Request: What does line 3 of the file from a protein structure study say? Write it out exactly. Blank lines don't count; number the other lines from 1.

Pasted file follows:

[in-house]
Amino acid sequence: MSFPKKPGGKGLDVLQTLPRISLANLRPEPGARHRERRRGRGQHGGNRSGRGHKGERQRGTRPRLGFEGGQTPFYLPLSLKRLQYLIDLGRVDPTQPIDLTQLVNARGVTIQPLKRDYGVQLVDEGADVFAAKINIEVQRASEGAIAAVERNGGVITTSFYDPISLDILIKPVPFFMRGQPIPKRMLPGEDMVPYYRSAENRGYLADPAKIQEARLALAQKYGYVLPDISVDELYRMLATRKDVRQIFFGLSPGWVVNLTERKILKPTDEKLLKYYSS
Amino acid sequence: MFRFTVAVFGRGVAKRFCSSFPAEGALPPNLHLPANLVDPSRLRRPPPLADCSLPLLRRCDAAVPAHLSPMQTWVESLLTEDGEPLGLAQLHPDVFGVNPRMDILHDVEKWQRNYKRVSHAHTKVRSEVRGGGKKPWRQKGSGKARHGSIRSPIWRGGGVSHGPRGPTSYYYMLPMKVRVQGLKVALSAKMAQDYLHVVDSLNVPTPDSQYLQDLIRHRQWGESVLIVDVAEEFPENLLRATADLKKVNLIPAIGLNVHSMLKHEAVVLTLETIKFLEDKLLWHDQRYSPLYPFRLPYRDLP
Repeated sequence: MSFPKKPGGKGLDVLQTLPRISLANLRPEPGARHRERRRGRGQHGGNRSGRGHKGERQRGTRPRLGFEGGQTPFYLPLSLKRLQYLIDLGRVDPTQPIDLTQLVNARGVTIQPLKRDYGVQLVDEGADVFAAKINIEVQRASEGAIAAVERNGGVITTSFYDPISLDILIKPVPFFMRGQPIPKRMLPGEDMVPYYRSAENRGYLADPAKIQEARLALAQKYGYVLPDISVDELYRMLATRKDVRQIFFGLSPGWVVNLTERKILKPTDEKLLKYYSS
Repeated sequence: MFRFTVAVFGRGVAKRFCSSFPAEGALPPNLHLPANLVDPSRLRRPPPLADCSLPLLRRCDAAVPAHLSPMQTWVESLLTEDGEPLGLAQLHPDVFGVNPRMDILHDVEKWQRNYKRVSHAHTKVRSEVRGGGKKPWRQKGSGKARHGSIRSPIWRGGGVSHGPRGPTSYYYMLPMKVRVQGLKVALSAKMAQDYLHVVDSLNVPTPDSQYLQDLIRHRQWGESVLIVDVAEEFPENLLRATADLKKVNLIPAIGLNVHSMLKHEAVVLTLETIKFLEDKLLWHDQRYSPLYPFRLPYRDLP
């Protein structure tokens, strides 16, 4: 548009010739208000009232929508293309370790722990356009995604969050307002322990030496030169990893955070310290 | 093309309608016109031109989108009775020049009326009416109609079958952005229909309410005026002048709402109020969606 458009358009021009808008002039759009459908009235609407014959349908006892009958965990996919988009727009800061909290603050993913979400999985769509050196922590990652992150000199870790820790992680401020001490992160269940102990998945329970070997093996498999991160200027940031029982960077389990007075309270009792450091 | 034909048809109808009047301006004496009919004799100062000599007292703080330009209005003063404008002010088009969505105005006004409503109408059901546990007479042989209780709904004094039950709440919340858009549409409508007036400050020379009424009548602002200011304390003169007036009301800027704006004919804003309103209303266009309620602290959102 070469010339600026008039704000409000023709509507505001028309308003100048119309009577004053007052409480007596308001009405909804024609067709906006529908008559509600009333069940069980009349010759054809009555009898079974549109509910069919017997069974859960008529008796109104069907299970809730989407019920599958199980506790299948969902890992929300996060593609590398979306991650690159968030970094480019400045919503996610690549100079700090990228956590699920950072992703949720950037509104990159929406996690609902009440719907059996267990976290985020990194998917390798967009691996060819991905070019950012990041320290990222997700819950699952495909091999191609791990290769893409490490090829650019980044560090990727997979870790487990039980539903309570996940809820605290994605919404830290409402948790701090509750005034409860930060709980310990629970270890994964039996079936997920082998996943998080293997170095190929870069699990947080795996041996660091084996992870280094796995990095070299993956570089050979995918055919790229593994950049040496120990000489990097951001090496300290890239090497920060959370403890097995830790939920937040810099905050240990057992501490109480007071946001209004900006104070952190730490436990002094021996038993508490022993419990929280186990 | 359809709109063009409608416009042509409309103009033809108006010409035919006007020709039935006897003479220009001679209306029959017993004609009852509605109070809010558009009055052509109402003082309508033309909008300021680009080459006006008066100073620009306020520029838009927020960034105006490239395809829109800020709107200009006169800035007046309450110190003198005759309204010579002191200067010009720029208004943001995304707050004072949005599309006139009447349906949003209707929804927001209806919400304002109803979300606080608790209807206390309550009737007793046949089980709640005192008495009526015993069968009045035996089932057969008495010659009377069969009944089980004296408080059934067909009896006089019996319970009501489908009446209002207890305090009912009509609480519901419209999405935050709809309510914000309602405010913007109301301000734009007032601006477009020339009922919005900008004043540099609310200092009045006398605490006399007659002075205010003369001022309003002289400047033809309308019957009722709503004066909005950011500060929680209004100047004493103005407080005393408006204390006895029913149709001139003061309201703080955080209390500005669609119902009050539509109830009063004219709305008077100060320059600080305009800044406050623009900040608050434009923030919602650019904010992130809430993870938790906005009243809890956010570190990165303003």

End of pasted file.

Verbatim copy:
Amino acid sequence: MFRFTVAVFGRGVAKRFCSSFPAEGALPPNLHLPANLVDPSRLRRPPPLADCSLPLLRRCDAAVPAHLSPMQTWVESLLTEDGEPLGLAQLHPDVFGVNPRMDILHDVEKWQRNYKRVSHAHTKVRSEVRGGGKKPWRQKGSGKARHGSIRSPIWRGGGVSHGPRGPTSYYYMLPMKVRVQGLKVALSAKMAQDYLHVVDSLNVPTPDSQYLQDLIRHRQWGESVLIVDVAEEFPENLLRATADLKKVNLIPAIGLNVHSMLKHEAVVLTLETIKFLEDKLLWHDQRYSPLYPFRLPYRDLP